Home > Family, Grief, Love > The Sisterhood of the Waves

The Sisterhood of the Waves

At 2:35 p.m. on March 4, 2011, I soared over the ocean in a Ferris wheel.

I seldom remember what I was doing any given day, let alone any hour or minute, but this was a moment I needed to spend laughing.

My mom had died one year ago that very minute, and I wanted to make sure I spent that minute’s entirety remembering not how my mom died, but how she lived. We’d laughed together on that Ferris wheel on her one vacation. That very same trip, she’d shouted for me and Jay Leno to get a “chin shot, chin shot!” on account of our mutually sizable chins.

Chin shot

We got it.

Today I visited the ocean. As one toddler held my hand and splashed in the shallowest water, I remembered his older brother doing the same the afternoon we rode that Ferris wheel.

Sand and sea

March 4, 2011

Li’l D was then the age Littler J is now.

I smiled. Mom used to take my siblings and I to the ocean as often as she had energy and gas money for it. She loved standing where ocean meets land, so that I feel her in my every ocean visit, though I seldom jump in the water myself these days.

As today’s trip wound down, a friend and I rushed the water while our husbands watched our kids. “We should never be too grown up to do this!” my friend exclaimed before disappearing under the water.

I kicked my feet out behind me and pressed them together, flipping them around as if I was a mermaid in a game my younger sister and I used to play. I dove under the water and let my feet drift to the surface. I floated there on the water for a few moments–or was it an eternity?–and watched the sun dancing over the water just beyond my purple toenails.

Neither of my sisters was there, but they were.

My mom was not-there and there, too.

“We are The Sisterhood of the Waves,” I said to the sky, thinking of my mom and my sisters and the girlfriends who stood in the ocean with me the summer I knew I’d someday make Los Angeles my home and my friend there with me today.

When I waded out of the water, I felt how my body still rocked as if I were still submerged, and as I continue to rock even now. I grinned. I love how the ocean reminds me it’s still there even when I can’t see it.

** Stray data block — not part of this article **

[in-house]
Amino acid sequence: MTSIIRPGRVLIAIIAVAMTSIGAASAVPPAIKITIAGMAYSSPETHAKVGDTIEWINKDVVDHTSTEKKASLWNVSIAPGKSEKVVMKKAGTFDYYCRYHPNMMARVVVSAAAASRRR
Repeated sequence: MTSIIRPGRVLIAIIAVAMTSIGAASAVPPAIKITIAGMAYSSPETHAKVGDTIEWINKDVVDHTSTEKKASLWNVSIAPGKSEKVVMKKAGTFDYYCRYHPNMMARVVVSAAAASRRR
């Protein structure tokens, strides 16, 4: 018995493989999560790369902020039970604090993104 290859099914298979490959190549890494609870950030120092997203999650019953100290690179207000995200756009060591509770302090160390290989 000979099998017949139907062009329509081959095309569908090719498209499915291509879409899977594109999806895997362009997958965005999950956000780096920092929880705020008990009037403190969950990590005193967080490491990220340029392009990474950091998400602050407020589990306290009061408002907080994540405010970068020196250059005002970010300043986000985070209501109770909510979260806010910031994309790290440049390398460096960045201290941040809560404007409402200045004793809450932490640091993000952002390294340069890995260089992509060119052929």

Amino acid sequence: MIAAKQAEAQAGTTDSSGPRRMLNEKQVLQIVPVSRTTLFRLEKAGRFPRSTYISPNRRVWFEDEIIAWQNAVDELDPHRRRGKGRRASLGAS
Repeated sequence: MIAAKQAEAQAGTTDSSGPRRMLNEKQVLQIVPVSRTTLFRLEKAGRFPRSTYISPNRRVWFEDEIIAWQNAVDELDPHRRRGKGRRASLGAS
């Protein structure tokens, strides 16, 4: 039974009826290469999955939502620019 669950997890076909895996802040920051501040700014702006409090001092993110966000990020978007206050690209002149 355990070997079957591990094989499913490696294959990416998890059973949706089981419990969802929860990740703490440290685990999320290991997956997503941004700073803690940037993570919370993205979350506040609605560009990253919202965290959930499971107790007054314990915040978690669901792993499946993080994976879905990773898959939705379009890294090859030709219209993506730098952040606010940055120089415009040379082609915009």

It’s like that with people, too, I decided as I patted sand off my toddler.

I can’t see my mom. I can’t touch my mom. But I am still,

and will forever be, swaying in her tide,

exuberantly, joyously, and eternally

part of her Sisterhood of the Waves.

A month ago,
I told you how my younger sister
lifted our mom into and was the light
as Mom died.

I then told you,
in much more detail
than I ever have before,
what it was like to lose Mom
in mind before losing her
in body.

The first post is here;
there’s a navigation bar at its bottom
that will take you to the next post.

My youngest sister, Madeline,
shared some of her own
experiences loving Mom.

And today,
as I splashed in the water
with my boys, my younger sister, Rache,
shared a little of her
Loss(es) of a Mother.

If you read the post,
which I hope you will,
I think you will understand
why I described my mom as being
lifted into and by
the light.

And I think you will understand that,
though my siblings and I shared many
unfortunate circumstances,
we were greatly blessed
to have each other,
and remain so
very blessed


  1. September 20, 2015 at 5:18 pm

    This stirs up many emotions and is beautifully written.

    • September 20, 2015 at 6:55 pm

      Thank you. It felt good to write that through the tired, though it went differently than I imagined. (Then again, what post doesn’t?!)

  2. September 20, 2015 at 6:42 pm

    Hurting with you all, hurting for you all – and so grateful that you have each other as a bulwark against anything which may come your way.

    • September 20, 2015 at 6:57 pm

      Thank you. I felt so light of heart as I wrote this, really; like Rache mentioned a couple weeks back, the good in revisiting this all is realizing how strong we are from our experiences. It was easy to feel like we would be broken from them, but that wasn’t the case at all.

      And there’s been something powerfully healing that I could never have anticipated from it all. I considered wrapping it into the coffee share post, but … I don’t think that would be right. So when it’s ready, the post about that gift will–I hope–illuminate how very much lighter my heart feels now than I could’ve imagined two short weeks ago. 🙂

  3. September 20, 2015 at 10:50 pm

    Thank you for this beautiful, beautiful post. This is yet another reason I am so incredibly grateful for the sisters (and brother!) I have been blessed to call friends. You move and inspire me – always.
    your Silver Star

    • September 23, 2015 at 7:24 pm

      Funnily, I opted not to reblog because not too many people follow the reblogs. I hoped by turning it into a story, more folks would follow the link. Now I wonder if I should’ve reblogged … but, y’know, there’s no saying I couldn’t later, or with a forthcoming post!

      I love you,
      your Dark Moon

  4. September 21, 2015 at 4:59 pm

    Thank you Deborah for this beautiful post. I have been moved beyond words through these stories. Your sibling and you have gained so much strength through this. I know this because of many hurdles I had to go through in my life. We do become stronger through the journey. Much admiration for. You and your family.

    • September 23, 2015 at 7:25 pm

      We really do become stronger, individually and collectively, and it’s a beautiful thing to witness.

      Thank you. ♥

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